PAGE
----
Steve Judge | Resilience

Meet Steve…

At the age of 28, a devastating car accident left Steve Judge fighting for his life and following life-saving operations was subsequently told that he may “never walk again”. 

Not leaning on his excuses he set goals, turning his excuses into challenges which lead to learning to stand and walk again. Steve’s journey took him from wheelchair to two times World champion in the sport of paratriathlon. 

Now as a professional speaker author and resilience coach Steve shares his story to empower people to go confidently on their journey in the direction of their dreams, their GOLD.  To experience the happiness and fulfilment of achieving the life that they have imagined and truly deserve. By doing this it ensures that the pain and suffering that Steve has endured will not have been in vain. 

We asked Steve a few questions…. 

Steve, what does ‘Resilience’ mean to you? 

The word ‘resilience’ has been used an awful lot in the last two years, and rightly so, it’s such a big thing. The great thing is I can talk from experience, whether it’s from my car accident, which some people can’t relate to, or whether it’s now from my experience of the pandemic, which more people can relate to. I think the big question is, what is resilience? People give different versions of it, and I think my quick version is ‘get knocked down six times, pick yourself up seven.’ It’s along those lines: you keep going and going. 

Then the next question is, how do you grow your resilience, how can you get better at resilience, how can you get stronger at resilience? And that’s something that I looked into last year because I’d been through it. I had to get it out of my head and onto paper so that I could then share it with others. I really want to help people, and you can’t just say, “Well, you’ve just got to pick yourself up all the time,” or “pull yourself together.” That doesn’t work. So I had to work out what I did throughout my journey, and what resilience was, and that’s when I came up with the concept of the ‘wave of resilience.’ If you ride the resilience wave correctly, you can end up in a better place than you were before. 

The resilience wave can be broken down into stages: 

First stage: Shock

Some sort of adversity, change, or traumatic event happens to you which triggers the cortisol chemical in you sending you into a ‘fight or flight’ mode.

Second stage: Denial 

Everyone goes through this and it’s ok because your testosterone kicks in and you’re trying to get used to a major change in your life.   

Third stage: Anger 

Don’t try and say that you don’t get angry about it, or you don’t need to share – you do. Your testosterone will be pumping around your body so it’s about admitting that, and getting the punch bag out, or pillow fight, or screaming out in the wilderness.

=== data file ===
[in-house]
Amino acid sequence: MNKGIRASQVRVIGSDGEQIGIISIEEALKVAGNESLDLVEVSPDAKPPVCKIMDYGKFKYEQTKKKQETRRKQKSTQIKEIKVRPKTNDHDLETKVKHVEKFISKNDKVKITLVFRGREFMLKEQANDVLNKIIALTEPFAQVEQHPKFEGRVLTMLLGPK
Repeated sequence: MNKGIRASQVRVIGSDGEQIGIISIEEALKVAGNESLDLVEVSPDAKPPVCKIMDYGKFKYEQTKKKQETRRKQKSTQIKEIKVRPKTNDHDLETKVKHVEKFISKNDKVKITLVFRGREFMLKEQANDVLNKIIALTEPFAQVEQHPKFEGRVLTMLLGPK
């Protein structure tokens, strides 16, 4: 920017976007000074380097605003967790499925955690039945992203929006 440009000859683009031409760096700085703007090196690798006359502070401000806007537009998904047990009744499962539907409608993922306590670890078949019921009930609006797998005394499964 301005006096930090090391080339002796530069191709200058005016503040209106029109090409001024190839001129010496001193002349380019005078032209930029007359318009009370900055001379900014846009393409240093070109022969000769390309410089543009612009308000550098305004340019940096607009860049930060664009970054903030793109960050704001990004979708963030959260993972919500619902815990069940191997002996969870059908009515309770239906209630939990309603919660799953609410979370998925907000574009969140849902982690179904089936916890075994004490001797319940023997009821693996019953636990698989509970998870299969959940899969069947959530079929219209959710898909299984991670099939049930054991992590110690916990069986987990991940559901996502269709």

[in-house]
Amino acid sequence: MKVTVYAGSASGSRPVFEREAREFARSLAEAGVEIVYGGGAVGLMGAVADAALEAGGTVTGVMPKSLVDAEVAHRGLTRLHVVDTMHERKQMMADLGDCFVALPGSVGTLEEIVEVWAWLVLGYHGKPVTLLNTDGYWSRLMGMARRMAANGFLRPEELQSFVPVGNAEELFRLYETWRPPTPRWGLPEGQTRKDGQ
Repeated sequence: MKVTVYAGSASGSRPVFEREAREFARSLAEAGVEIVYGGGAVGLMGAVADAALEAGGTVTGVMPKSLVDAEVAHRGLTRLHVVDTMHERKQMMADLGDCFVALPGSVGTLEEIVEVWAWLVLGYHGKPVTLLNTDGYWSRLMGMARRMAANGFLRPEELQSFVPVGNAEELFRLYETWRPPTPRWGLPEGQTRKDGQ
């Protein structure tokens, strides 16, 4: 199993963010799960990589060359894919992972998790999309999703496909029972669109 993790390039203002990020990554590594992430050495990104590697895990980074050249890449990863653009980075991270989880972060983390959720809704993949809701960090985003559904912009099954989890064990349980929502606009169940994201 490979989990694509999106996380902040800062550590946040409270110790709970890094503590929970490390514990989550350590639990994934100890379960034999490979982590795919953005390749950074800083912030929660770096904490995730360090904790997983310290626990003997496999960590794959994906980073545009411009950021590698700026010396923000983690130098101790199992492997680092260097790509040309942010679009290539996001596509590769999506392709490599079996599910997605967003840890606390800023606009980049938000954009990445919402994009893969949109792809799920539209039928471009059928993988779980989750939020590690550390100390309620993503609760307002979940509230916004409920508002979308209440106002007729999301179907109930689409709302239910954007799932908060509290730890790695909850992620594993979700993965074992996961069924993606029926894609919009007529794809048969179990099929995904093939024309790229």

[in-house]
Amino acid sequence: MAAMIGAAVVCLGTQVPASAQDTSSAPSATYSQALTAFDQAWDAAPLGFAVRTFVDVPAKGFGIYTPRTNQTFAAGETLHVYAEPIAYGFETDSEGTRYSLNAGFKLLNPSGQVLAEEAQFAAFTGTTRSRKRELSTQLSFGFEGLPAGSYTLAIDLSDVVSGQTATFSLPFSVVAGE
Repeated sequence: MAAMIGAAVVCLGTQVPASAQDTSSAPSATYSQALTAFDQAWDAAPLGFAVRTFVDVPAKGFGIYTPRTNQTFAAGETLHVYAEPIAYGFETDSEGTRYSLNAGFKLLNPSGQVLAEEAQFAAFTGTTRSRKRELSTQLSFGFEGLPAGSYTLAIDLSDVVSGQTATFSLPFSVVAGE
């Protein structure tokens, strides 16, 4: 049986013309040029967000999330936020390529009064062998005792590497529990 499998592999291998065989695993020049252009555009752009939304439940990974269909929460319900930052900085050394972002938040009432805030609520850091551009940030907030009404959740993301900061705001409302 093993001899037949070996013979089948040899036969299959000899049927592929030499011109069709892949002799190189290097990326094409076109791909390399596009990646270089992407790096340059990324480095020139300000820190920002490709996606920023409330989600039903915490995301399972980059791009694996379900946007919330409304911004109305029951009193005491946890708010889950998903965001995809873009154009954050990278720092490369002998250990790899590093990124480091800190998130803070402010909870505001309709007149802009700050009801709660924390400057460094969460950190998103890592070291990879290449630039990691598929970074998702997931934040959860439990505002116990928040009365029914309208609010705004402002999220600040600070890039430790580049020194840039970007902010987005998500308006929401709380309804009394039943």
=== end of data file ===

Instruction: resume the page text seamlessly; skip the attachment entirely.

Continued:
Fourth stage: Sharing 

To help with the anger and the emotion that you are feeling and going through you need to create oxytocin release so do something to get it out, and to share it with someone – drawing, writing, listening to music, a film, poetry – anything, just don’t keep it in. 

Fifth stage: Rock bottom ?

After the first four stages, you’re now going to hit rock bottom. And it’s horrible, but there’s nothing you can do about it. Your chemicals are all mixed up inside you causing confusion. Now how long you’re going to be at rock bottom depends on the action you’ve taken before, and it also depends on the traumatic event, and how big that is. But how you’ve dealt with the anger, how you’ve shared, impacts how long you’re at rock bottom. After that comes the good stuff, so hang in there!. All this is instinctive, it’s affecting your brain with the cortisone, the testosterone that’s realised.   

Sixth stage: Acceptance 

After rock bottom comes acceptance, and that’s where the serotonin kicks in, and that helps you to see clearly – you can see where you’re going. You accept the situation, and that takes you up a little bit. 

Seventh stage: Action 

The next bit is taking action. And I love this, I’m all about taking action, instead of just talking about it. When you take action, you feel good about it – dopamine is released – and then you do more, and more, and what happens is you climb the wave of resilience and you end up being higher than where you started.   

Eighth stage: Moving Forward

Thus, adversity can be a good thing, as long as you ride the wave of resilience correctly. It’s knowing what’s going on, how to control it, and how you can end up being higher. Meaning that if everything is going smoothly, maybe you should start pushing yourself out of your comfort zone so that you’re using your resilience more! Trust me, you get better and better and better at it. So in life, if you want to get higher and higher and higher, you’re going to have to go down and up and down and up and down and up. But if you just stay ‘flatlining’ as I call it, then you’re just going to go nowhere, you’ve got to push yourself out, you’ve got to use that resilience and build it up. 

Steve, you have overcome so much to get where you are now. Can you explain about goals? 

You’ve got to find out what makes you go, what’s your passion, what’s your goal? Or as I call it, what’s your GOLD? GOLD for me stands for your Goal, your Opportunity, your Love, your Desire – your dream. What is that thing that gets you out of bed in the morning? Find out what that is, spend a lot of time on that. That is the thing that will motivate you, even on those dark days when you’re wondering. ‘what am I doing, why am I spending all these hours, all this time..?’ It’s because of your GOLD, the thing you really want. Mine to inspiring people to achieve their true life goals. it can be anything, it can be academic, it can be sport, it can be physical work, money family, love. Everybody’s different. But they need to find out what that is, and then that will motivate them.